In the fourth millennium and in the first half of the third, the Mehrgarh potters and those from other parts of Balochistan alike became known for producing very high quality ceramics which were either exported or copied in eastern Iran, southern Afghanistan, and even as far as present-day Tadjikistan, notably at the Sarazm site. These periods are also distinguished by the manufacture of human figurines of a high aesthetic quality, whose attributes seem to suggest references to an underlying mythology still unclear to us.


The Nausharo excavation, 6 km from Mehrgarh as the crow flies, revealed a dwelling-site contemporaneous and identical to the Mehrgarh, one between 3000 and 2500 BC and another, divided into three periods between 2500 and 1900 BC, characteristic of the urban civilization of the valley of the Indus, which is also referred to as the Harappan civilization, from the name of the eponymous site of Harappa. This excavation of Nausharo allows the Indus civilisation to be linked to the cultures which preceded it since the Neolithic and the ancient Chalcolithic times. The excavation of the Harappan layers led to the uncovering of a settlement which met the criteria of the urban civilization of the Indus, with discrete rectangular zones, and with the existence of baths and hydraulic features. The study of Harappan ceramics in Naushara has brought to light a clear stylistic evolution over time, thus contradicting the theories claiming that Harappan pottery had remained static for several centuries.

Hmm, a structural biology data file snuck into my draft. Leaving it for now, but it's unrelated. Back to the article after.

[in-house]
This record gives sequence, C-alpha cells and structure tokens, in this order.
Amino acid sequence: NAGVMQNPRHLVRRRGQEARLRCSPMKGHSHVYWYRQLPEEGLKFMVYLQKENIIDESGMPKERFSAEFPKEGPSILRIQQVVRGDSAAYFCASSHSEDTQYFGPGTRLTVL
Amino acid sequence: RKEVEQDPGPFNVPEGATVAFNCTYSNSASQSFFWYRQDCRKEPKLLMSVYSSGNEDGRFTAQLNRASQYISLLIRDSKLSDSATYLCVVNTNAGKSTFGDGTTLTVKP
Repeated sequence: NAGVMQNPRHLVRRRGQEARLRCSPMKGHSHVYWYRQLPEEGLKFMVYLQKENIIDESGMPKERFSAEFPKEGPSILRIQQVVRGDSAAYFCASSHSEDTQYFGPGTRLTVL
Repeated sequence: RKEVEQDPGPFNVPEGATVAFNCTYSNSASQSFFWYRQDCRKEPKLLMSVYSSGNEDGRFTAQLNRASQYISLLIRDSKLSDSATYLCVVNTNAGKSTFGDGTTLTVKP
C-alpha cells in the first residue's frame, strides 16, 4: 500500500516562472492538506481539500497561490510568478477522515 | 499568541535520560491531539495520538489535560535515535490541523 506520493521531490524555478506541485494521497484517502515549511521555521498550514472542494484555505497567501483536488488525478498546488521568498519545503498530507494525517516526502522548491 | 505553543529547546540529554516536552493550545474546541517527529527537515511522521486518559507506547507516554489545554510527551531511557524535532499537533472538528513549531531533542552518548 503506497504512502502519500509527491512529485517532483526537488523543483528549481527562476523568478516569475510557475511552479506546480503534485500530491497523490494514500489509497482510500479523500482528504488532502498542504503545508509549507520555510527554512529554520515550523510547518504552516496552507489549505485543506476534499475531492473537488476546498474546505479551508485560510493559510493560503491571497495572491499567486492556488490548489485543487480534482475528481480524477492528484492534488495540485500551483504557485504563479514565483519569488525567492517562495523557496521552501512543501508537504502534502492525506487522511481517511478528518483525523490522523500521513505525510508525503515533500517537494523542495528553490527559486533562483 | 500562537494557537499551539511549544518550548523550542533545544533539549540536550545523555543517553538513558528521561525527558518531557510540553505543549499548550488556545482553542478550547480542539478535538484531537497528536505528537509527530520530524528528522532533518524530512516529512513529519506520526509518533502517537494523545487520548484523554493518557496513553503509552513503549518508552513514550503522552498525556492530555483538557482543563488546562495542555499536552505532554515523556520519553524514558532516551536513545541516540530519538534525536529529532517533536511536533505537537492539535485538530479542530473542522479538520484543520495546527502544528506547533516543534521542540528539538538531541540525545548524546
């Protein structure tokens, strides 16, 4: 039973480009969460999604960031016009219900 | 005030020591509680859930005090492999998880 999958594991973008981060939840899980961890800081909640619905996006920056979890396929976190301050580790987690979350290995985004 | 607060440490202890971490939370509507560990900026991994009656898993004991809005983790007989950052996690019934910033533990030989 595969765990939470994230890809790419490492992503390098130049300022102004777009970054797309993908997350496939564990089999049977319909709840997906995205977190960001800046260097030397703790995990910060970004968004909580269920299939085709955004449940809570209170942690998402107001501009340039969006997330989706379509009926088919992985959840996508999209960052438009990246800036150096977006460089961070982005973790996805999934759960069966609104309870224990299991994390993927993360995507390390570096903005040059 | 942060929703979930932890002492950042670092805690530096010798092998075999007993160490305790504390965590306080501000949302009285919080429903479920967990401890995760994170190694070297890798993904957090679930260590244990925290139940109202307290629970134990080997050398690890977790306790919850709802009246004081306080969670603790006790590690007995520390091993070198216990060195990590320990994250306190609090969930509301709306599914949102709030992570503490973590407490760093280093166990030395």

Starting from a period of about 2100 BC, which corresponds to phase-IV of Nausharo, ceramics and other objects begin to appear in the Bolan basin which are comparable to those from sites in Afghanistan, Turkmenistan, Uzbekistan and the east of Iran. Some of these objects had been found previously, notably on the upper levels of the great civilization sites of the Indus, such as Mohenjo-daro and Chanhu-daro. It had been thought that these were in fact remains which indicated the arrival of invaders from the West and from the North-West. Thanks to the Nausharo dig and to the discovery of necropolises (the Mehrgarh VIII cemetery) and of various sites on the edge of Nausharo or Mehrgarh, it is now clear that the “exotic” objects belong to groups who have co-existed with the “Harappan” populations, evidently peaceably. It can even be asserted that all these objects are an indication of the development of very important trading activities whose agents between the Indus valley and Mesopotamia were groups who controlled the routes for inter-Iranian exchanges around 2000 BC.